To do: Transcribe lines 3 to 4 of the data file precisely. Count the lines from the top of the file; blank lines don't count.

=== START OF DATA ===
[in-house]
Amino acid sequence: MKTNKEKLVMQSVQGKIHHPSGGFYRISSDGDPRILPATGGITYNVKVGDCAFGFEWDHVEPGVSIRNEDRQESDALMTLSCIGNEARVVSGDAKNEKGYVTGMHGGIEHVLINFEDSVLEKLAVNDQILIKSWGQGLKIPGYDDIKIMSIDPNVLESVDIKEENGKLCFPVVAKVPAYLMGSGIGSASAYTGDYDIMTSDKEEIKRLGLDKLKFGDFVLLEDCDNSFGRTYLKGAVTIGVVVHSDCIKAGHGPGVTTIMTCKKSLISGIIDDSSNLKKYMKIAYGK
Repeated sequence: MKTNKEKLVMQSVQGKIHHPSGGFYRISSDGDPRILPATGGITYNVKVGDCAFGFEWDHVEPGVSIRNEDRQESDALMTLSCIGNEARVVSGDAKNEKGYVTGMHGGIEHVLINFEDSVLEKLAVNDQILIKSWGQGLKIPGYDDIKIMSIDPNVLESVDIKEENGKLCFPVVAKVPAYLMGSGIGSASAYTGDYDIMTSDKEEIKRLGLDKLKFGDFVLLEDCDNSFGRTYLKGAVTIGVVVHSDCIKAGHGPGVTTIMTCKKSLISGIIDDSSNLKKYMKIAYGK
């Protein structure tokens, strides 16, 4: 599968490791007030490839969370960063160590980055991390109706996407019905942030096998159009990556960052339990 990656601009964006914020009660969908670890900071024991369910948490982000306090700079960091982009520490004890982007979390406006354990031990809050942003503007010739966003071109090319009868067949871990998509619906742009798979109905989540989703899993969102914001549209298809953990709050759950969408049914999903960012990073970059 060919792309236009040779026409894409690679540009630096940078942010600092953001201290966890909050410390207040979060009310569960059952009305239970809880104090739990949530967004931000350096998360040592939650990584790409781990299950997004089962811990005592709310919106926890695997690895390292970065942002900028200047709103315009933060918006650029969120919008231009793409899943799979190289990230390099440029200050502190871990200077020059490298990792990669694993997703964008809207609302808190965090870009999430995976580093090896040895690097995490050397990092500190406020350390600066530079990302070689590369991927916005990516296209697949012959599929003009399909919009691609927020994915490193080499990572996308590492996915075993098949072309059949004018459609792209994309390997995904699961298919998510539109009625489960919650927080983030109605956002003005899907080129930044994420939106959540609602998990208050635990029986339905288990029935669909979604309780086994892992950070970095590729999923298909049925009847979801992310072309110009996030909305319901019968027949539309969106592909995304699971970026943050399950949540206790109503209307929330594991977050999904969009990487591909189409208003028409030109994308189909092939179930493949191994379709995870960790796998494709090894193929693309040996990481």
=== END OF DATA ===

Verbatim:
Repeated sequence: MKTNKEKLVMQSVQGKIHHPSGGFYRISSDGDPRILPATGGITYNVKVGDCAFGFEWDHVEPGVSIRNEDRQESDALMTLSCIGNEARVVSGDAKNEKGYVTGMHGGIEHVLINFEDSVLEKLAVNDQILIKSWGQGLKIPGYDDIKIMSIDPNVLESVDIKEENGKLCFPVVAKVPAYLMGSGIGSASAYTGDYDIMTSDKEEIKRLGLDKLKFGDFVLLEDCDNSFGRTYLKGAVTIGVVVHSDCIKAGHGPGVTTIMTCKKSLISGIIDDSSNLKKYMKIAYGK
């Protein structure tokens, strides 16, 4: 599968490791007030490839969370960063160590980055991390109706996407019905942030096998159009990556960052339990 990656601009964006914020009660969908670890900071024991369910948490982000306090700079960091982009520490004890982007979390406006354990031990809050942003503007010739966003071109090319009868067949871990998509619906742009798979109905989540989703899993969102914001549209298809953990709050759950969408049914999903960012990073970059 060919792309236009040779026409894409690679540009630096940078942010600092953001201290966890909050410390207040979060009310569960059952009305239970809880104090739990949530967004931000350096998360040592939650990584790409781990299950997004089962811990005592709310919106926890695997690895390292970065942002900028200047709103315009933060918006650029969120919008231009793409899943799979190289990230390099440029200050502190871990200077020059490298990792990669694993997703964008809207609302808190965090870009999430995976580093090896040895690097995490050397990092500190406020350390600066530079990302070689590369991927916005990516296209697949012959599929003009399909919009691609927020994915490193080499990572996308590492996915075993098949072309059949004018459609792209994309390997995904699961298919998510539109009625489960919650927080983030109605956002003005899907080129930044994420939106959540609602998990208050635990029986339905288990029935669909979604309780086994892992950070970095590729999923298909049925009847979801992310072309110009996030909305319901019968027949539309969106592909995304699971970026943050399950949540206790109503209307929330594991977050999904969009990487591909189409208003028409030109994308189909092939179930493949191994379709995870960790796998494709090894193929693309040996990481």